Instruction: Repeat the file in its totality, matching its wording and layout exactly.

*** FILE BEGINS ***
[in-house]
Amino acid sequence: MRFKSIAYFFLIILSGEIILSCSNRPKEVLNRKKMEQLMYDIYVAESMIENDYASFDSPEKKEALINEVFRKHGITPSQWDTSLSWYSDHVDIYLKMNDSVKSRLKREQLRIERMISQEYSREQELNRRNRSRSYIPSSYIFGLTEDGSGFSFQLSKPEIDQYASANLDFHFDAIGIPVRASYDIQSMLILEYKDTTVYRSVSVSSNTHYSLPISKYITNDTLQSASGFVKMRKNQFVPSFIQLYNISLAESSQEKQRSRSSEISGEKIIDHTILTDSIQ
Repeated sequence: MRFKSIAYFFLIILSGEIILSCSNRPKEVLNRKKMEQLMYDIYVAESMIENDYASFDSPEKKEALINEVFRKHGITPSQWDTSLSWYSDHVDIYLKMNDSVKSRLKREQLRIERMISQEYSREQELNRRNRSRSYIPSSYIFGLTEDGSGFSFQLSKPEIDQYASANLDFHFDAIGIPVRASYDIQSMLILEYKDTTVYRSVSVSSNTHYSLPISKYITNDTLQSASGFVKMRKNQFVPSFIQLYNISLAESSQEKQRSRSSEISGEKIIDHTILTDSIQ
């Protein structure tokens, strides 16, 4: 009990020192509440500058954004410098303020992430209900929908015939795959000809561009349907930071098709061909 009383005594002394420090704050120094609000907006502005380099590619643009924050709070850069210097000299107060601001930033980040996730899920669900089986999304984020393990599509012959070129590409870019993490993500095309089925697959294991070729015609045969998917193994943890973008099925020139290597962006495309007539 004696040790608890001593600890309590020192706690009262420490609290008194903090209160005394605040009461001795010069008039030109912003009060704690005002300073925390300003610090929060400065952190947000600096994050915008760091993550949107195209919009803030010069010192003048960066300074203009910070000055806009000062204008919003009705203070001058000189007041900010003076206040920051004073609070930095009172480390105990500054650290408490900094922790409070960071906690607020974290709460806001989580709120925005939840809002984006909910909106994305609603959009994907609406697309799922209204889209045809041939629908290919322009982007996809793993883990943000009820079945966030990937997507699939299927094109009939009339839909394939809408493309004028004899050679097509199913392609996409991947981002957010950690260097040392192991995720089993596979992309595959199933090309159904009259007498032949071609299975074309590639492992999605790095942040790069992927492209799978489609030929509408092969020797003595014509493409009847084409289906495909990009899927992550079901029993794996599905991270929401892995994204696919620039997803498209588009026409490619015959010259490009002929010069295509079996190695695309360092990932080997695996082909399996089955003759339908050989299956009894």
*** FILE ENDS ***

[in-house]
Amino acid sequence: MRFKSIAYFFLIILSGEIILSCSNRPKEVLNRKKMEQLMYDIYVAESMIENDYASFDSPEKKEALINEVFRKHGITPSQWDTSLSWYSDHVDIYLKMNDSVKSRLKREQLRIERMISQEYSREQELNRRNRSRSYIPSSYIFGLTEDGSGFSFQLSKPEIDQYASANLDFHFDAIGIPVRASYDIQSMLILEYKDTTVYRSVSVSSNTHYSLPISKYITNDTLQSASGFVKMRKNQFVPSFIQLYNISLAESSQEKQRSRSSEISGEKIIDHTILTDSIQ
Repeated sequence: MRFKSIAYFFLIILSGEIILSCSNRPKEVLNRKKMEQLMYDIYVAESMIENDYASFDSPEKKEALINEVFRKHGITPSQWDTSLSWYSDHVDIYLKMNDSVKSRLKREQLRIERMISQEYSREQELNRRNRSRSYIPSSYIFGLTEDGSGFSFQLSKPEIDQYASANLDFHFDAIGIPVRASYDIQSMLILEYKDTTVYRSVSVSSNTHYSLPISKYITNDTLQSASGFVKMRKNQFVPSFIQLYNISLAESSQEKQRSRSSEISGEKIIDHTILTDSIQ
């Protein structure tokens, strides 16, 4: 009990020192509440500058954004410098303020992430209900929908015939795959000809561009349907930071098709061909 009383005594002394420090704050120094609000907006502005380099590619643009924050709070850069210097000299107060601001930033980040996730899920669900089986999304984020393990599509012959070129590409870019993490993500095309089925697959294991070729015609045969998917193994943890973008099925020139290597962006495309007539 004696040790608890001593600890309590020192706690009262420490609290008194903090209160005394605040009461001795010069008039030109912003009060704690005002300073925390300003610090929060400065952190947000600096994050915008760091993550949107195209919009803030010069010192003048960066300074203009910070000055806009000062204008919003009705203070001058000189007041900010003076206040920051004073609070930095009172480390105990500054650290408490900094922790409070960071906690607020974290709460806001989580709120925005939840809002984006909910909106994305609603959009994907609406697309799922209204889209045809041939629908290919322009982007996809793993883990943000009820079945966030990937997507699939299927094109009939009339839909394939809408493309004028004899050679097509199913392609996409991947981002957010950690260097040392192991995720089993596979992309595959199933090309159904009259007498032949071609299975074309590639492992999605790095942040790069992927492209799978489609030929509408092969020797003595014509493409009847084409289906495909990009899927992550079901029993794996599905991270929401892995994204696919620039997803498209588009026409490619015959010259490009002929010069295509079996190695695309360092990932080997695996082909399996089955003759339908050989299956009894």